Vincenzo Nibali, winner of the Giro d’Italia in 2013 and 2016, leads team Bahrain-Merida for the 100th Giro, starting Friday, May 5.
However, unlike Nairo Quintana and other stars, Nibali counts few early season wins.
“I feel pretty good. I’m looking forward to starting the 100th edition of the Giro d’Italia,” he said. “My expectations are public knowledge, I want to make the final podium.
“It’s not easy to be on the highest step of the podium, so if it’s not possible to win the Giro again, I’ll fight for second or third place to honor the race. We’ve worked as a team to be here in the best condition possible. I have a lot of respect for my adversaries.”
The peloton start its three-week Giro journey on the island of Sardinia. After three stages it heads to Sicily for two days before landing on the Italian mainland and northward for a difficult final week in the Dolomites before the time trial finale in Milan.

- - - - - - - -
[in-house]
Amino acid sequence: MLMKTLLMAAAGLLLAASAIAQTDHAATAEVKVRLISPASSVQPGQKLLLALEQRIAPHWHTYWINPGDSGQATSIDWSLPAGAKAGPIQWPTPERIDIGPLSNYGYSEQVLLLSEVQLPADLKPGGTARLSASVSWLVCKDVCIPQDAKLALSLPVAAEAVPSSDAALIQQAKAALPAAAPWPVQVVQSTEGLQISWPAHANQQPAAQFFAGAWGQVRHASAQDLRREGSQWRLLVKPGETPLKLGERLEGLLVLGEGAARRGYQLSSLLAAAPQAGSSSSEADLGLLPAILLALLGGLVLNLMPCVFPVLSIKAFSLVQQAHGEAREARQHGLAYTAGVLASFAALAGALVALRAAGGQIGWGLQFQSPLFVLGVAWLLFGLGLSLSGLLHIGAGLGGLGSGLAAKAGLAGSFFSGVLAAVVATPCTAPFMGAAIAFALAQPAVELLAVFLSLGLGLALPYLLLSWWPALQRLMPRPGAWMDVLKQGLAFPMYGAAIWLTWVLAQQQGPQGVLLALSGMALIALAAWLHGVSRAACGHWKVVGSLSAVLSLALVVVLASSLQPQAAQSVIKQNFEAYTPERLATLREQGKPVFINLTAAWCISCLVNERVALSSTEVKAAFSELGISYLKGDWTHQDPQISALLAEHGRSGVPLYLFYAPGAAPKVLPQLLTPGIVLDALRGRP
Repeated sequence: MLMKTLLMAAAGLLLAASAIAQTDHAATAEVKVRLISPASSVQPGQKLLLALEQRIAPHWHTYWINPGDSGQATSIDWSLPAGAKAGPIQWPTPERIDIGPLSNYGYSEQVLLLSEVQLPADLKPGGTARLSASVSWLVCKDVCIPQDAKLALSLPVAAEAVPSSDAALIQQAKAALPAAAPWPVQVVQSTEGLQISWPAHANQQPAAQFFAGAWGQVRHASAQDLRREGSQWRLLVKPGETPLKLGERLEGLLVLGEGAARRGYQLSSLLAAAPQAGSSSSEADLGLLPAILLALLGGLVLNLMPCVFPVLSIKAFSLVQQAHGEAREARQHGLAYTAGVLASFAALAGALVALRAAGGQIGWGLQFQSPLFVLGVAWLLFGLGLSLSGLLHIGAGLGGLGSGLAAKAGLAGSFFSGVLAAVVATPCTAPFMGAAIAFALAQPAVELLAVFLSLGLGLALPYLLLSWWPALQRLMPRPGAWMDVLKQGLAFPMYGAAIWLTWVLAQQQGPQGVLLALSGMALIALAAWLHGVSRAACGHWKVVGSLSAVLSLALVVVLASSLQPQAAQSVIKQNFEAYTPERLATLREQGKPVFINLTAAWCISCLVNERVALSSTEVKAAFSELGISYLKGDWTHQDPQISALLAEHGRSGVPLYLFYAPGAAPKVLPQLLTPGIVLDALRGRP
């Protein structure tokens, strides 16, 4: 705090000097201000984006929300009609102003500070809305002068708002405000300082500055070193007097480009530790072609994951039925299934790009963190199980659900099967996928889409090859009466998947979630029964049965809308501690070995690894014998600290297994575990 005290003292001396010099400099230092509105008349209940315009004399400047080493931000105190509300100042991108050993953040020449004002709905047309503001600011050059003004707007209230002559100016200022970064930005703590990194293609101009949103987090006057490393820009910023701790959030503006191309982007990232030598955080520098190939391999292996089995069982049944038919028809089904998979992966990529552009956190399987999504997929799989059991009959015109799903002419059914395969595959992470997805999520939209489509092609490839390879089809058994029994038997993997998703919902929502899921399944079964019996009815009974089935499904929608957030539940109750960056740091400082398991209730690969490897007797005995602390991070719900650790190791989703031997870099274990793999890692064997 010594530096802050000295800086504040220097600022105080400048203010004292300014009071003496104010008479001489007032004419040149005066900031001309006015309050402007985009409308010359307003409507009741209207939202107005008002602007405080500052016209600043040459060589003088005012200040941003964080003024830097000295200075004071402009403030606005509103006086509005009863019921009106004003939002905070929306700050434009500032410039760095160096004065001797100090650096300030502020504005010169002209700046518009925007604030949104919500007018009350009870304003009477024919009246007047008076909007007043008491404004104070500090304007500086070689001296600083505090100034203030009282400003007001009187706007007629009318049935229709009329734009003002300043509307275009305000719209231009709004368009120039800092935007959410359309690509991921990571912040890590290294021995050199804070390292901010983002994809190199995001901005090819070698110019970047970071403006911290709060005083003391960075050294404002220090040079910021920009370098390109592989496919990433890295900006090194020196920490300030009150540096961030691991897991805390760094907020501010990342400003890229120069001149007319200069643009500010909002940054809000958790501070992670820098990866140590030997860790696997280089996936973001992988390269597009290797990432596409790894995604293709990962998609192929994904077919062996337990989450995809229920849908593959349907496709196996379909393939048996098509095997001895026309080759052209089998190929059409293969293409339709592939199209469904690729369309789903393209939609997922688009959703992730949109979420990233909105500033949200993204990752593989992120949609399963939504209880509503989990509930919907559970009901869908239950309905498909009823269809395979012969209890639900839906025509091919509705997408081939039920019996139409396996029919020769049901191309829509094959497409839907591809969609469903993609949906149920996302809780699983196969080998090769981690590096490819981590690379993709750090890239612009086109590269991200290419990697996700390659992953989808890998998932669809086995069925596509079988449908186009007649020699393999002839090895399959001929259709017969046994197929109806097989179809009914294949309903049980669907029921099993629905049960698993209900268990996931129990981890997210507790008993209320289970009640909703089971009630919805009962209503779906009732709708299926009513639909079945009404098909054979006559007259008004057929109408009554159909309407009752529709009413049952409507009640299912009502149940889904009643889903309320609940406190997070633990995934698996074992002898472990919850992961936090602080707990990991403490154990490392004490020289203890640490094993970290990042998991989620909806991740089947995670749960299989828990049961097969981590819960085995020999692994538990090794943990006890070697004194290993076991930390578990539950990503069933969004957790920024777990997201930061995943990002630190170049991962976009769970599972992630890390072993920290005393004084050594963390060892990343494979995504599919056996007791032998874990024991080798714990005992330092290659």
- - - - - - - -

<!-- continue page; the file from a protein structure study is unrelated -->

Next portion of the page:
“It’ll be a long challenge with a lot of unknowns. [Event director] Mauro Vegni has made the route even more difficult than in previous years. He also gave me the pleasure of two stages in my homeland.
“There’ll even be a city circuit in my town [Messina]. It makes me happy for myself, for my fans, for my family. It’s not the first time the Giro has been to Sicily but it has a special taste this time around.”
“Stage 4 to mount Etna has a 4000 metre difference in altitude and it’ll follow nervous stages in Sardinia. It’ll be the first direct opposition to my rivals. We’ll see on the Etna how I am and how they are,” Nibali said.
“It’s a different ascent compared to six years ago. This way is harder and it comes after a rest day. My approach of the Giro is cautious. I hope to be consistent.”